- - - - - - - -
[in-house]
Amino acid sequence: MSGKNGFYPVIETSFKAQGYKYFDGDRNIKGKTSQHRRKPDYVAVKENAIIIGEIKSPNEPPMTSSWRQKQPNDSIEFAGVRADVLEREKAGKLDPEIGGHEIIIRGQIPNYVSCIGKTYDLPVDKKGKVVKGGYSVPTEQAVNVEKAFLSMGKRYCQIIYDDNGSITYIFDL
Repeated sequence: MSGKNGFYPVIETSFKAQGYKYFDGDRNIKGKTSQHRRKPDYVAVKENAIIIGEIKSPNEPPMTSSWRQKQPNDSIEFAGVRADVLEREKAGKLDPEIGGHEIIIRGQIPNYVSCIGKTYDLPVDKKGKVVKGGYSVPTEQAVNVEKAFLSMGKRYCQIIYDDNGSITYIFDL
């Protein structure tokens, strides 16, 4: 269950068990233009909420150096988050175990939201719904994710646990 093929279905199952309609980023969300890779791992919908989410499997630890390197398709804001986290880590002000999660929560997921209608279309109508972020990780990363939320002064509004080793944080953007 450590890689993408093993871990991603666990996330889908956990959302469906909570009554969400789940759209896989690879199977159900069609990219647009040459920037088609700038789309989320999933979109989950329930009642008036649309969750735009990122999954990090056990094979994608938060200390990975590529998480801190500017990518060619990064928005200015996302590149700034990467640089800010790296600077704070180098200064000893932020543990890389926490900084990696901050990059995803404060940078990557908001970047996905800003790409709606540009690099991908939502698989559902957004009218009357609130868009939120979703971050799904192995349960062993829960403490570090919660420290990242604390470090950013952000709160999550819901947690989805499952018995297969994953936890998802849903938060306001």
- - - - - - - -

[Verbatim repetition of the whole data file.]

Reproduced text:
[in-house]
Amino acid sequence: MSGKNGFYPVIETSFKAQGYKYFDGDRNIKGKTSQHRRKPDYVAVKENAIIIGEIKSPNEPPMTSSWRQKQPNDSIEFAGVRADVLEREKAGKLDPEIGGHEIIIRGQIPNYVSCIGKTYDLPVDKKGKVVKGGYSVPTEQAVNVEKAFLSMGKRYCQIIYDDNGSITYIFDL
Repeated sequence: MSGKNGFYPVIETSFKAQGYKYFDGDRNIKGKTSQHRRKPDYVAVKENAIIIGEIKSPNEPPMTSSWRQKQPNDSIEFAGVRADVLEREKAGKLDPEIGGHEIIIRGQIPNYVSCIGKTYDLPVDKKGKVVKGGYSVPTEQAVNVEKAFLSMGKRYCQIIYDDNGSITYIFDL
């Protein structure tokens, strides 16, 4: 269950068990233009909420150096988050175990939201719904994710646990 093929279905199952309609980023969300890779791992919908989410499997630890390197398709804001986290880590002000999660929560997921209608279309109508972020990780990363939320002064509004080793944080953007 450590890689993408093993871990991603666990996330889908956990959302469906909570009554969400789940759209896989690879199977159900069609990219647009040459920037088609700038789309989320999933979109989950329930009642008036649309969750735009990122999954990090056990094979994608938060200390990975590529998480801190500017990518060619990064928005200015996302590149700034990467640089800010790296600077704070180098200064000893932020543990890389926490900084990696901050990059995803404060940078990557908001970047996905800003790409709606540009690099991908939502698989559902957004009218009357609130868009939120979703971050799904192995349960062993829960403490570090919660420290990242604390470090950013952000709160999550819901947690989805499952018995297969994953936890998802849903938060306001």